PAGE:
Tuesday, March 4, 2008

Removing Genre Awards

With the near release of the U.S. version of Super Smash Bros. Brawl, I'd like to comment on the petty arguments over whether or not the game is a fighting game. On one side, since the game involves characters fighting against each other, it's a fighting game by its most elementary definition. On the other side, people argue it isn't a fighting game since it has too many random elements, it lacks several standard fighting game elements such as health bars and command inputs, and half the game has to be turned off in order to make it competitive.

After a while, most people just stopped caring, as did I. So what if SSBM is accepted as a fighting game? It doesn't make the game any better or worse. Genres are simply marketing terms after all; they're there to help consumers find something that matches their interests. I'd like that to be the common sentiment, but unfortunately, the video game industry is stuck in a state in which genres do matter.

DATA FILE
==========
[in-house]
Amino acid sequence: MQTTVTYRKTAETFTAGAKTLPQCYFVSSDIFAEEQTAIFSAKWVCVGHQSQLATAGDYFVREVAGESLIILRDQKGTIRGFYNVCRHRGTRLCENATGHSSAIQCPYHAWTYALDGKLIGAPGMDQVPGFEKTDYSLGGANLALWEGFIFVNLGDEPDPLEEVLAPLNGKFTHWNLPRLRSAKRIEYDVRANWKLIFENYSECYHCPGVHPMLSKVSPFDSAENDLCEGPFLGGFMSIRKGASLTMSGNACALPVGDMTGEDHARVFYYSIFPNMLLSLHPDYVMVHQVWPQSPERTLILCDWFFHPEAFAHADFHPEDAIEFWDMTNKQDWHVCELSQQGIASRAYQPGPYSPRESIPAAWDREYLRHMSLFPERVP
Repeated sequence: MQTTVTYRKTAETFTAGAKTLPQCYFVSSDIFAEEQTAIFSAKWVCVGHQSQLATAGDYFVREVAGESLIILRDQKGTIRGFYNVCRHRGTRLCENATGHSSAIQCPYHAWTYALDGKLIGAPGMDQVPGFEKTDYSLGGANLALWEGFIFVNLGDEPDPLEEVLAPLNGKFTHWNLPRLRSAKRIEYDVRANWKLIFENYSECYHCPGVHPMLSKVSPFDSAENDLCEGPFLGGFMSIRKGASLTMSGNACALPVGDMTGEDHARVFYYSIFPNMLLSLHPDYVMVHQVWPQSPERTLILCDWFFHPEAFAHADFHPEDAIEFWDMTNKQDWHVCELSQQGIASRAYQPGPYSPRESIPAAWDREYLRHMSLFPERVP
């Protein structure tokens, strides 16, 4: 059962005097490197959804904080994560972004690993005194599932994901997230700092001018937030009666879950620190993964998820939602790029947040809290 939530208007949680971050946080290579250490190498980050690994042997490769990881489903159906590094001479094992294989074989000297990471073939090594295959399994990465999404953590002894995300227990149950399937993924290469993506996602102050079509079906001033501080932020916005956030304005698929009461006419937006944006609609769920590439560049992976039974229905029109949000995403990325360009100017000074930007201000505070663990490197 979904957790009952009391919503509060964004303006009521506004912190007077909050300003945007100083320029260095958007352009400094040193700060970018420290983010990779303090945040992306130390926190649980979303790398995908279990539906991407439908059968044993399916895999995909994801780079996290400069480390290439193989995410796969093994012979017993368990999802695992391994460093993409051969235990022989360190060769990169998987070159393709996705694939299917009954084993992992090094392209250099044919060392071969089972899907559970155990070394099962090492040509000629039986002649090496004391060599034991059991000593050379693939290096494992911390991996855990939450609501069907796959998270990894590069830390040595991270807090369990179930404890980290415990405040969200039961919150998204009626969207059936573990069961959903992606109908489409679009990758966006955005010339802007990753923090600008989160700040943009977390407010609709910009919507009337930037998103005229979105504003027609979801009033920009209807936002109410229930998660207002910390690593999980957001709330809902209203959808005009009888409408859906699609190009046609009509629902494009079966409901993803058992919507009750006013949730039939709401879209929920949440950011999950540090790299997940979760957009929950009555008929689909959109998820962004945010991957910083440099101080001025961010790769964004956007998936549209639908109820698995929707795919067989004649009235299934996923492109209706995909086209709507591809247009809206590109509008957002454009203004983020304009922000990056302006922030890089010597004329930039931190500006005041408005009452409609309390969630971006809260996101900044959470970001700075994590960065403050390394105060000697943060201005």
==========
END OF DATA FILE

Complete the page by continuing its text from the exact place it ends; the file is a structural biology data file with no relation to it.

At the end of the year, every media outlet and publication gives out their "best of year" awards. These awards tend to fall under three categories. The first one is achievement awards, which include best graphics, music, writing, and artistic direction. The second is platform awards, which include best PC game, PS3, PSP, XB360, Wii, DS, or whatever platform is on the market. Finally, the third category is genre awards. Out of these three categories, the achievement awards are the only ones that are stable and ubiquitous. For example, "best graphics" is a stable category since all games of past, present, and future have some form of graphical display.